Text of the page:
German Chancellor Angela Merkel speaks during the opening ceremony of the CeBit computer fair in Hanover
HANOVER, Germany (Reuters) - Chancellor Angela Merkel demanded again on Monday that Turkey stop comparing German bans on rallies by Turkish officials to Nazi tactics, and said her government reserved the right to block future appearances unless Ankara complied with German law.
Berlin is growing increasingly frustrated about Turkish President Tayyip Erdogan repeatedly accusing it of applying "Nazi methods" by banning rallies aimed at drumming up support among Turks in Germany for a referendum that would strengthen the power of his presidency.
"My demand that Turkey should stop Nazi comparisons remains in force, with no ifs or buts," Merkel told reporters at the CeBIT technology fair in Hanover.
"Unfortunately, we have observed that these comparisons have not stopped, and we will not tolerate that every taboo is broken."
Ties between Turkey, Germany and other European countries have deteriorated in recent weeks amid growing tensions over the April referendum vote and concern over an increasingly authoritarian tone from Ankara.
Turkish Deputy Prime Minister Numan Kurtulmus on Monday said Turkey was using metaphors about "facism" because it was worried about European countries forgetting their history and falling into the trap of Nazism once again.
Merkel said the German foreign ministry had warned Ankara in an "unambiguous" diplomatic communication, or "note verbale", in recent days that Turkish politicians could speak in Germany only if they complied with the country's law, which explicitly bans malicious disparagement of the German government.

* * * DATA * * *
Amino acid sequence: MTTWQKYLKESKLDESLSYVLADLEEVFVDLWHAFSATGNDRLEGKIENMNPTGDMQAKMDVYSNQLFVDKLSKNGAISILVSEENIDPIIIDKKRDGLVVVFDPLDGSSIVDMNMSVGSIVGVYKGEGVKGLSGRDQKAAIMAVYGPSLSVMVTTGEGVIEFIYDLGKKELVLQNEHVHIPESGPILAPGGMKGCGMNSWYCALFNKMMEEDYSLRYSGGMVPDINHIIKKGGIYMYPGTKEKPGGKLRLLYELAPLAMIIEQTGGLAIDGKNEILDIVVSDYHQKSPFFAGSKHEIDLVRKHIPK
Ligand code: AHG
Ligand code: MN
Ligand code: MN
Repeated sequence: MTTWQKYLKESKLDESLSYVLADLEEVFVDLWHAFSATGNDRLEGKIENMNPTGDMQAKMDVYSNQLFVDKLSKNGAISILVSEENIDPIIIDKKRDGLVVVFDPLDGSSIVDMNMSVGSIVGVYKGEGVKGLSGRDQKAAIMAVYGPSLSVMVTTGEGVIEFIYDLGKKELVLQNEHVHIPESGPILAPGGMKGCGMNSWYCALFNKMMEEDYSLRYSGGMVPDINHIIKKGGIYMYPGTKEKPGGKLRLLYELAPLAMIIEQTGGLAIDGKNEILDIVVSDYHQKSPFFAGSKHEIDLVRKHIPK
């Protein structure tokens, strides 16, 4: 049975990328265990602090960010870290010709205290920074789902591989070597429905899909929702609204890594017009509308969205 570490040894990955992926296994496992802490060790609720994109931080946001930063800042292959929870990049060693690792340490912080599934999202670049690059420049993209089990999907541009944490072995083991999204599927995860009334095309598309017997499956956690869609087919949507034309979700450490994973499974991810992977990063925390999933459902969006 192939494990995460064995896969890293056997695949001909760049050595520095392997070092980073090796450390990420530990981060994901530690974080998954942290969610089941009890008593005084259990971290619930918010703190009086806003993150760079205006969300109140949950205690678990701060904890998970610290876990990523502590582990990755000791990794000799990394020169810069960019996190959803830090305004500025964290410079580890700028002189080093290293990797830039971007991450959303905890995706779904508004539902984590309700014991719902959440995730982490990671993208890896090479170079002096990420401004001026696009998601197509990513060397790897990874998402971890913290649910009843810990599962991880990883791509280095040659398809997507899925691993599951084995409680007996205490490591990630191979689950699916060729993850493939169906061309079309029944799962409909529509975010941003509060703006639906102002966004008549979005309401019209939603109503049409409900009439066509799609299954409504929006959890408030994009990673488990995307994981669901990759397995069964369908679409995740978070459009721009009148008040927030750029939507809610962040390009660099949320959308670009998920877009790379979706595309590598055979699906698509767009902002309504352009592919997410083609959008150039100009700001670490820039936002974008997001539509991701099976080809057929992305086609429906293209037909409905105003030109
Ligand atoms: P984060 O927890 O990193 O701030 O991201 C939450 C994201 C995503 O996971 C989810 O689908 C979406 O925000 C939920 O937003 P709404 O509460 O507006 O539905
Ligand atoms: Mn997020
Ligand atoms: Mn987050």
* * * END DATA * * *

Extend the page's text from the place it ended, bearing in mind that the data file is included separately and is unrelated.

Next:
If laws are violated, "the German government reserves the right to take all necessary measures, including a re-examination of all appearances approved as part of the diplomatic communication," she said.
Merkel's spokeswoman told a regular government news conference that "Nazi comparisons are unacceptable in any form", adding that it was up to Turkey to tone down its rhetoric and avert damage to relations between the two countries.
Erdogan had said in a speech in Istanbul on Sunday: "Merkel, now you're applying Nazi methods. Against my brothers who live in Germany, and against my ministers and lawmakers who visit there. Would this suit the ethics of politics? Your mission is not to support terrorist organizations, but to extradite them."
Josef Schuster, president of the Central Council of Jews in Germany, said Turkey's Nazi comparisons demeaned the memory of those who perished in the Holocaust and distracted from the real threat of growing anti-Semitism and right-wing populism.
"The comparisons between the Federal Republic of Germany and National Socialism .... are not only insulting and absolutely wrong, they also diminish the reign of terror of the Nazis," he said in a statement.
German Foreign Minister Sigmar Gabriel said he worried that the conflict would spill over to ties between citizens of German and Turkish descent.
"We belong together. We are one people," he said at an event in Berlin.
German lawmakers from across the political spectrum also voiced concern about reports that Turkish consulates had confiscated passports of Turks in Germany.
Stephan Mayer, a member of Merkel's conservatives, said it was "not acceptable" for Turkey to pressure its citizens through such measures, and a clear reaction was needed from Berlin.
"That is not the way a democratic government treats its citizens," he said.
(Reporting by Andreas Rinke in Hanover, Paul Carrel, Hans-Edzard Busemann and Andrea Shalal in Berlin and Ece Toksabay in Ankara,; Writing by Andrea Shalal, editing by Ed Osmond and Ken Ferris)